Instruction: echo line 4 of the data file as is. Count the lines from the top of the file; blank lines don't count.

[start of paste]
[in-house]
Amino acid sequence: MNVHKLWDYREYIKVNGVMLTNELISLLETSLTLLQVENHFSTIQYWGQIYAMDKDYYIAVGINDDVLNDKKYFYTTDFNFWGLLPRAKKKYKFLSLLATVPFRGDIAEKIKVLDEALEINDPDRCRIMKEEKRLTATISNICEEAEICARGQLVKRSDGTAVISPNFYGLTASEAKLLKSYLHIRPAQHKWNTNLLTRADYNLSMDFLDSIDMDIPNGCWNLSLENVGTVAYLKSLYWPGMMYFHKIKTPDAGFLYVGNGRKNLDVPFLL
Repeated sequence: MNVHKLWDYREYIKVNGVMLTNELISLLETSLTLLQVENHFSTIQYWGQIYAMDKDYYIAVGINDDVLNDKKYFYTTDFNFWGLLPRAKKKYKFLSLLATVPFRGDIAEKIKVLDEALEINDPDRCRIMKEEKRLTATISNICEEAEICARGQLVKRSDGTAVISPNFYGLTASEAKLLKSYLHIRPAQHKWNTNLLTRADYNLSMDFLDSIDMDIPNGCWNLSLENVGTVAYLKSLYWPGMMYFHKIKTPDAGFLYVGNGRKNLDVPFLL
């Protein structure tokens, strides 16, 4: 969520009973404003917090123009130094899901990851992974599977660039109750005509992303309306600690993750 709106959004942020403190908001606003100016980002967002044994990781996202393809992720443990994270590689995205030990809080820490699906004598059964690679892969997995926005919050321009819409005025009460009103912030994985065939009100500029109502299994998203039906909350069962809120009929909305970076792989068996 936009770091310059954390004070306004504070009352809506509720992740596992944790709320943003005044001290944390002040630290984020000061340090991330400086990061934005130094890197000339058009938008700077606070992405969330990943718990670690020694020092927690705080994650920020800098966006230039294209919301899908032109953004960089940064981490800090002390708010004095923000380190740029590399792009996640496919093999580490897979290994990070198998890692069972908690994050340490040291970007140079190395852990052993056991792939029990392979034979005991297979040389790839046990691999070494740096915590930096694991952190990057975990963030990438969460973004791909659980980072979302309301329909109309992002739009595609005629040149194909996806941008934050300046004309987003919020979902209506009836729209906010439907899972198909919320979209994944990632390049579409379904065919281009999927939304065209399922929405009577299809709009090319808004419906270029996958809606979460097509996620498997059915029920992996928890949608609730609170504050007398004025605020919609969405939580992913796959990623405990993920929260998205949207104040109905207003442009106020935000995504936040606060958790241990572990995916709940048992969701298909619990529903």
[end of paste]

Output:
């Protein structure tokens, strides 16, 4: 969520009973404003917090123009130094899901990851992974599977660039109750005509992303309306600690993750 709106959004942020403190908001606003100016980002967002044994990781996202393809992720443990994270590689995205030990809080820490699906004598059964690679892969997995926005919050321009819409005025009460009103912030994985065939009100500029109502299994998203039906909350069962809120009929909305970076792989068996 936009770091310059954390004070306004504070009352809506509720992740596992944790709320943003005044001290944390002040630290984020000061340090991330400086990061934005130094890197000339058009938008700077606070992405969330990943718990670690020694020092927690705080994650920020800098966006230039294209919301899908032109953004960089940064981490800090002390708010004095923000380190740029590399792009996640496919093999580490897979290994990070198998890692069972908690994050340490040291970007140079190395852990052993056991792939029990392979034979005991297979040389790839046990691999070494740096915590930096694991952190990057975990963030990438969460973004791909659980980072979302309301329909109309992002739009595609005629040149194909996806941008934050300046004309987003919020979902209506009836729209906010439907899972198909919320979209994944990632390049579409379904065919281009999927939304065209399922929405009577299809709009090319808004419906270029996958809606979460097509996620498997059915029920992996928890949608609730609170504050007398004025605020919609969405939580992913796959990623405990993920929260998205949207104040109905207003442009106020935000995504936040606060958790241990572990995916709940048992969701298909619990529903």